Australian Screen

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Kenny (2006)

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clip 'S(tore) H(igh) I(n) T(ransit)' education content clip 1, 2

Original classification rating: M. This clip chosen to be M

Clip description

Kenny (Shane Jacobson) drives a tanker full of sewage to the Melbourne sewerage farm at Werribee, as he explains the origins of the word 'shit’. Back at the depot, he demonstrates some of the damage sustained by his company’s portaloos.

Curator’s notes

Part of what makes Kenny so likeable and the movie so funny, is his facility with language. The character has a natural humour that’s inseparable from his natural humility. The monologue about the history of the word 'shit’ tells us he’s interested in language, even though he’s less than confident about his level of education; he’s also philosophical, in his own way, about the subject of human waste and the way it embarrasses people. Part of the clever way that his character is constructed is that he keeps surprising us. Shane Jacobson’s performance is never self-conscious, a common problem in a lot of mockumentary. A lot of viewers apparently believed that Kenny was a real person when they watched the film – an impression the Jacobson brothers carefully fostered in their promotion of the film, where Shane Jacobson would appear in character, rather than as himself.

Teacher’s notes

provided by The Le@rning FederationEducation Services Australia

This clip shows Kenny (Shane Jacobson), who works for Splashdown Corporate Bathroom Rentals, explaining the origins of the word ‘shit’. He is shown driving a tanker full of sewage to the Melbourne sewerage works at Werribee, before his return to the Splashdown depot to repair damaged portaloos. He holds a portaloo door with a gaping hole up to the camera and remarks ‘What kinda curry’s that bloke been eatin’?’. In the clip Kenny sometimes speaks in voice-over and sometimes directly to camera.

Educational value points

  • Kenny is a mockumentary, a film genre that relies on parodying or exaggerating the conventions of the documentary form to represent a fiction as reality. In Kenny a seemingly serious treatment is given to a rarely discussed subject about which people often feel squeamish or tend to regard as vulgar. By passing off fiction as reality, mockumentaries undermine the assumption that documentaries accurately represent reality.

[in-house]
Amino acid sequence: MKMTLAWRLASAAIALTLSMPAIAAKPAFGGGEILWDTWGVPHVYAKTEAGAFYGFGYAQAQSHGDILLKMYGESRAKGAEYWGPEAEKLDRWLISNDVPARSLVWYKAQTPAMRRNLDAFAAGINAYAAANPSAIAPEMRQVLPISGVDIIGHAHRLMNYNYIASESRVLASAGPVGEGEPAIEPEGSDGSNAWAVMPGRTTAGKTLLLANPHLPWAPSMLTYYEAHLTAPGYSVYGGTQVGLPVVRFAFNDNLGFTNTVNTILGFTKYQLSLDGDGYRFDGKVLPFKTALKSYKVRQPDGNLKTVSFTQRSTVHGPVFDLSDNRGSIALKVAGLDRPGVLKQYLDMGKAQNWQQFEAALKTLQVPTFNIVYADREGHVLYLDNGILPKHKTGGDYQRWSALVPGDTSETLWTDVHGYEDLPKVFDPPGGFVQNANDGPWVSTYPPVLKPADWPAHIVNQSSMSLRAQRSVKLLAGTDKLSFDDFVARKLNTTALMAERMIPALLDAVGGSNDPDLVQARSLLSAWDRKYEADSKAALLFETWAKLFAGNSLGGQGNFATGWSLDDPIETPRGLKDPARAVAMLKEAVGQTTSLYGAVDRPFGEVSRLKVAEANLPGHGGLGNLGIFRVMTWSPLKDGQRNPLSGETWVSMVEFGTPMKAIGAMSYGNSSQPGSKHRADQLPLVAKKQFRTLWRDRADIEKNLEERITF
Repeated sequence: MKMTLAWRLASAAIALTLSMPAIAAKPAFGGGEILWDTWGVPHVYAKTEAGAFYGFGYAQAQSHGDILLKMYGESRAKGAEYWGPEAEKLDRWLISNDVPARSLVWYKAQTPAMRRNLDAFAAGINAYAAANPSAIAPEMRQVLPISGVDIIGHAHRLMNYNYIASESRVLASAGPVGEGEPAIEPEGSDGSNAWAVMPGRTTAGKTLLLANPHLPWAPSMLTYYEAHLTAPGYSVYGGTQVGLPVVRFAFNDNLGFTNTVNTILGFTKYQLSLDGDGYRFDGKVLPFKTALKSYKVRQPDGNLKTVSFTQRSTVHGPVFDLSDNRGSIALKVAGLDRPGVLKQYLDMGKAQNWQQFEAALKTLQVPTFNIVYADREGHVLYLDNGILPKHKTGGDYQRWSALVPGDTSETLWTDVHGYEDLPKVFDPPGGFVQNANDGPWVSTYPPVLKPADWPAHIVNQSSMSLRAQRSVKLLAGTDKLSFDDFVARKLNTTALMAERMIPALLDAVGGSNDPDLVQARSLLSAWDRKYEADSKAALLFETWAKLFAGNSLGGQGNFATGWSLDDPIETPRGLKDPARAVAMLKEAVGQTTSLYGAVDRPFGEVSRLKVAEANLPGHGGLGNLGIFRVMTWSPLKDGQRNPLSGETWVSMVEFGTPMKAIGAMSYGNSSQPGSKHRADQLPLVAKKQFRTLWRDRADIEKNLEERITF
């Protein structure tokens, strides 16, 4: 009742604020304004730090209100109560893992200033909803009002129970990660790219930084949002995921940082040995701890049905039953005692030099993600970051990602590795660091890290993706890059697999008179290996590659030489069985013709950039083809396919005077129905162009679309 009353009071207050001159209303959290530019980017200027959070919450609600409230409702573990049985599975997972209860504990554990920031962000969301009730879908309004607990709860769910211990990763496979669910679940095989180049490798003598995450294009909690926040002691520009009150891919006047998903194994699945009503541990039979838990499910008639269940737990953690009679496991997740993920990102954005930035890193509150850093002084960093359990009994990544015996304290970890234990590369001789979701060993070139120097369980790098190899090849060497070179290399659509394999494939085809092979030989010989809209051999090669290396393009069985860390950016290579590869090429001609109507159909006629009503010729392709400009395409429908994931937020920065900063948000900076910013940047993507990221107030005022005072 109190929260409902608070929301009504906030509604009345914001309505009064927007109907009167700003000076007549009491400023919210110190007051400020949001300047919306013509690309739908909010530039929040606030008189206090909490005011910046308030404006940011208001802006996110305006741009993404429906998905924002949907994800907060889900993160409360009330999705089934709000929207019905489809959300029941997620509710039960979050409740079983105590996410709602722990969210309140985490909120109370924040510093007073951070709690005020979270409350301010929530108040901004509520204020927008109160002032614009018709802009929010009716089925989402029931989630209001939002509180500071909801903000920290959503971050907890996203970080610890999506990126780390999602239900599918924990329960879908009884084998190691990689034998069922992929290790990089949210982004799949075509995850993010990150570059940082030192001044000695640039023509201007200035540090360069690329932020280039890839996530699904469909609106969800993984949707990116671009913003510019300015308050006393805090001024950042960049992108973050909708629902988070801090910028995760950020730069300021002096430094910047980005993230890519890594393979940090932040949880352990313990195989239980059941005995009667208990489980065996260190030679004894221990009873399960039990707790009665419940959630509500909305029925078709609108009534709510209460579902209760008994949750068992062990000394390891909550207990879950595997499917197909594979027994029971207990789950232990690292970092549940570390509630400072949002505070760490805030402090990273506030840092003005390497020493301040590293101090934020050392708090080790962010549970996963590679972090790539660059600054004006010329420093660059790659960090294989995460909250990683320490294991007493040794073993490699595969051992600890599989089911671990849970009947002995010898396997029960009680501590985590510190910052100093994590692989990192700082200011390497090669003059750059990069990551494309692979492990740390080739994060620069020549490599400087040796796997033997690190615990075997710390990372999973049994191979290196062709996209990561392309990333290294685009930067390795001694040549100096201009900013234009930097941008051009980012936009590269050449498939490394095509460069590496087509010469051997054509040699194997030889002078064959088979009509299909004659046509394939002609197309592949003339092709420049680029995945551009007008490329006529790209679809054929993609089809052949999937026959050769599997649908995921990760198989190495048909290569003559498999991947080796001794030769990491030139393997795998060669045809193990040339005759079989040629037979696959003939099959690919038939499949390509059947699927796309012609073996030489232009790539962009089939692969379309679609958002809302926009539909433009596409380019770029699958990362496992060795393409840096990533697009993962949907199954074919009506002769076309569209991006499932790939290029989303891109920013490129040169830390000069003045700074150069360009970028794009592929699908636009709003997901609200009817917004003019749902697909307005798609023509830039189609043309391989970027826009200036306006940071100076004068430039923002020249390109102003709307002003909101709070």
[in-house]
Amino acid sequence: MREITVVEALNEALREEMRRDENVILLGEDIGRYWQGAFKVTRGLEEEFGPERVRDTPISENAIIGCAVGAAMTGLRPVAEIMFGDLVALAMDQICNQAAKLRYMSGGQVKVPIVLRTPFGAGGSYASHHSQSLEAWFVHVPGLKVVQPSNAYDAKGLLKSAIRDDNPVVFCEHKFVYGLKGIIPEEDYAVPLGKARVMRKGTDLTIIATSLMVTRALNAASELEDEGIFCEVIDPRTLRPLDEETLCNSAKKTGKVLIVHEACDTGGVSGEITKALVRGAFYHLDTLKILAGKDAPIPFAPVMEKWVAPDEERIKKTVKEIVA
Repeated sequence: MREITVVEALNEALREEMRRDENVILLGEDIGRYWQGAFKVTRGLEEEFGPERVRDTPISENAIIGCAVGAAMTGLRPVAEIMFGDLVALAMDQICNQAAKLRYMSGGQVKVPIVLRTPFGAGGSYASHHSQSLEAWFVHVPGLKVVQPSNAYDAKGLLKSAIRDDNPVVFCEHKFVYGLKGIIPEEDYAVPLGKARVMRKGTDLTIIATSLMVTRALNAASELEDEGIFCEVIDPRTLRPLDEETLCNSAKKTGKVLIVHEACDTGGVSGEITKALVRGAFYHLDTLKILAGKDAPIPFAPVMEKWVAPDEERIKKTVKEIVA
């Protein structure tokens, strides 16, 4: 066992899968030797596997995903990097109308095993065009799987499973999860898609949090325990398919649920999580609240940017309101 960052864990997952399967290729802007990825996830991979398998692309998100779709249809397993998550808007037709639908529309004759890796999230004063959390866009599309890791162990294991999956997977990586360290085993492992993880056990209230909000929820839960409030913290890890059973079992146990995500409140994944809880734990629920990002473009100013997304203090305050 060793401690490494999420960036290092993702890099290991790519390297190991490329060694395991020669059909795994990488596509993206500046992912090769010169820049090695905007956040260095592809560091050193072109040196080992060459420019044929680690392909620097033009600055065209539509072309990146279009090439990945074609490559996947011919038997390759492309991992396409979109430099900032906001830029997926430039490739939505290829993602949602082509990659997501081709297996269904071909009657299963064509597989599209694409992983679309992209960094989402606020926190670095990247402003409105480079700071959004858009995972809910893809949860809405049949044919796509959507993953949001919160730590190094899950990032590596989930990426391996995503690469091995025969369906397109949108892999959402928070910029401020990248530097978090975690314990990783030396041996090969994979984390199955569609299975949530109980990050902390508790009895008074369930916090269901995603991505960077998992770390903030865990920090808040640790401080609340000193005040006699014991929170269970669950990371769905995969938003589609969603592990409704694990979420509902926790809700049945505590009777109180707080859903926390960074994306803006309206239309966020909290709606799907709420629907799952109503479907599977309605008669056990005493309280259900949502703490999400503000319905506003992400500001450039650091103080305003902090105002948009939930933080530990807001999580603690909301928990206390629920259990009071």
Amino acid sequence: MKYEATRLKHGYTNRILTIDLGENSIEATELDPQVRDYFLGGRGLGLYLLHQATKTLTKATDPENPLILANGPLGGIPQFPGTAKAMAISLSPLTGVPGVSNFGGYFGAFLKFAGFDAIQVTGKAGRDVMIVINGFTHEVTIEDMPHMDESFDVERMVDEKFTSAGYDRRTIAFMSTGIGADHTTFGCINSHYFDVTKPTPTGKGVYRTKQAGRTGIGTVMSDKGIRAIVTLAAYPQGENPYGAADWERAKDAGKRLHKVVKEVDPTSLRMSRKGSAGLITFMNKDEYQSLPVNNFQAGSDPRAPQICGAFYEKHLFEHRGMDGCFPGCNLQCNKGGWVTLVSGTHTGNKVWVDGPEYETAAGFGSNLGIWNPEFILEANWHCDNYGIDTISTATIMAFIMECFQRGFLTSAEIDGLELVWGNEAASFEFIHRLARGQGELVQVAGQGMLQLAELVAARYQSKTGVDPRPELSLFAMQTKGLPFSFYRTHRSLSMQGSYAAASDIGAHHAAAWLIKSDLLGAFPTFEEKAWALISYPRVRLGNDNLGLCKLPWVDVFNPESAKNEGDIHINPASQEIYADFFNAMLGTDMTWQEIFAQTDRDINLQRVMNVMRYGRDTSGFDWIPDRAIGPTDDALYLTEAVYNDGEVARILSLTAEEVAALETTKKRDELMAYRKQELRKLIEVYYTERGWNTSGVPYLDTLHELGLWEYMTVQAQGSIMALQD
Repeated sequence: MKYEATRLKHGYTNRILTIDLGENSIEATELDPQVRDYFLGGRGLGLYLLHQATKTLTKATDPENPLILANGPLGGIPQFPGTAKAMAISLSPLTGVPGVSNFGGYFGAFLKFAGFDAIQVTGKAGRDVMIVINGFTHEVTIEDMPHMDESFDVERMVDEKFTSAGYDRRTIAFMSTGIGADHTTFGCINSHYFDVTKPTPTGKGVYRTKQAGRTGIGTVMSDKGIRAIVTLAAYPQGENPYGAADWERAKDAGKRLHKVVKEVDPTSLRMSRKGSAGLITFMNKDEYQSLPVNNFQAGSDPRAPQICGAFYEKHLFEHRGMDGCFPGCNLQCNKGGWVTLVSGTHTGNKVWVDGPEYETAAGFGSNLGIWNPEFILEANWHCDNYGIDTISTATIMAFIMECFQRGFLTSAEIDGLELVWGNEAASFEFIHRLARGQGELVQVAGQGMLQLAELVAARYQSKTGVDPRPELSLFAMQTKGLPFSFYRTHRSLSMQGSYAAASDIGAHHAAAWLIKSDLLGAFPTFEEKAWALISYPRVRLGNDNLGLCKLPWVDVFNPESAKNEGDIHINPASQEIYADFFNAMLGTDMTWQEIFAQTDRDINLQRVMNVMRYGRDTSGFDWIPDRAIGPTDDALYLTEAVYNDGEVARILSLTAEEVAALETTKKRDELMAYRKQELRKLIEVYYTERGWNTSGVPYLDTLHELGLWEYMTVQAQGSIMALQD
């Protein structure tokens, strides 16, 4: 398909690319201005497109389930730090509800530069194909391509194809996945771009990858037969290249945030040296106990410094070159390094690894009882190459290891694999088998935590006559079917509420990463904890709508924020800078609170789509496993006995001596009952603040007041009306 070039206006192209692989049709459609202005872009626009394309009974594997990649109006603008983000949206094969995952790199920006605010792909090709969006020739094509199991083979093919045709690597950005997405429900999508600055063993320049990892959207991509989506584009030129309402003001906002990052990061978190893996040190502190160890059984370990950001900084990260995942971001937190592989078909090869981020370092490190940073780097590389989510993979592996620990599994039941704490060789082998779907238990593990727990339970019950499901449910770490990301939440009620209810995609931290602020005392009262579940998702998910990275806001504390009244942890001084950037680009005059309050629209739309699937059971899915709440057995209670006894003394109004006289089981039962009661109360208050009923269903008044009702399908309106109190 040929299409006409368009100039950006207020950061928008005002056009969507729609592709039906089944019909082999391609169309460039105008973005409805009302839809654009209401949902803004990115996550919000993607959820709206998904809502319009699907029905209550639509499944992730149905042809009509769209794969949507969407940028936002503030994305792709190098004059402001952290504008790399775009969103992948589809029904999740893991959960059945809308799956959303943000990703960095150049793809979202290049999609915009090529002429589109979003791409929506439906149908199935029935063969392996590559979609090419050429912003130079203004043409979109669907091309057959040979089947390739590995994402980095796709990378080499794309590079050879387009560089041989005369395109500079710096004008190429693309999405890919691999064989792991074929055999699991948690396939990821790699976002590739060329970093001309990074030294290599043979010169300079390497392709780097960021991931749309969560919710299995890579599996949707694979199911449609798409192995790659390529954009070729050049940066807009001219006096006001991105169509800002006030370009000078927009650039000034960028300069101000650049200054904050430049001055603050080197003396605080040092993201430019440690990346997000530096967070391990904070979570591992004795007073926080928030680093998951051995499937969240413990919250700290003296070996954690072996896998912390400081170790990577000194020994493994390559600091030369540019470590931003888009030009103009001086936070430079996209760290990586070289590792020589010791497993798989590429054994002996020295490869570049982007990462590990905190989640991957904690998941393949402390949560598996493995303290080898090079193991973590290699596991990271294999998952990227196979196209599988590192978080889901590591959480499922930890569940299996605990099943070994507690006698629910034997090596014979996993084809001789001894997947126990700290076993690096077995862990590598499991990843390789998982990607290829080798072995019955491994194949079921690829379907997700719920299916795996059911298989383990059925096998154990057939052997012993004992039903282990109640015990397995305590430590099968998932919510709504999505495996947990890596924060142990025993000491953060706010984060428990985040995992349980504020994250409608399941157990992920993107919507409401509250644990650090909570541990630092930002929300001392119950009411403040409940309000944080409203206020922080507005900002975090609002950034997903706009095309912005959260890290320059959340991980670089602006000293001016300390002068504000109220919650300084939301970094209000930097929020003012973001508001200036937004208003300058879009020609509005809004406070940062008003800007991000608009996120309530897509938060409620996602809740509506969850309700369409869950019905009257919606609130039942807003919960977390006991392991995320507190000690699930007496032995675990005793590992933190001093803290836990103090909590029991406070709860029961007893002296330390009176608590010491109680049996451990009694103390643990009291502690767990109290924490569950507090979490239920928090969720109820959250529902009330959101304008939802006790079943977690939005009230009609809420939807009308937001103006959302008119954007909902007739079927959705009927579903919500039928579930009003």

• Kenny is largely made in the style of an observational or fly-on-the-wall documentary, which records and presents the lived experience of ordinary people with no voice-over commentary or on-camera interviews. In keeping with this style, the film makes liberal use of a hand-held camera to follow Kenny in his day-to-day life, while Kenny often speaks directly to camera. This style is similar to fictional film in that each scene reveals aspects of the subject’s character.
  • Much of the humour in this clip is derived from the seriousness with which Kenny discusses the origins of the word ‘shit’ and his deadpan delivery of expressions such as ‘mama and papa poo’ to describe the sewerage works, as well as his commitment to a job that many might dismiss as inconsequential but that Kenny identifies as an essential service. This earthy humour, coupled with his dedication, gives the character an integrity that audiences warmed to.
  • Far from being an acronym as described in this clip, the word ‘shit’ has a long and well-documented history that includes the Anglo-Saxon word ‘scittan’, the Latin word ‘scitta’ (found in a 12th-century text) and many examples from the 14th century in which ‘schite’ refers to excrement or is used as an insult.
  • Kenny was awarded Best Original Screenplay by the Film Critics Circle of Australia in 2006. According to director Clayton Jacobson, who co-wrote the script with brother Shane, it was a hybrid made up of a tight story structure, written dialogue and improvisation. The script is able to move deftly between comedy and light drama by using Kenny’s monologues and his interactions with those around him to develop his screen character and provide humour.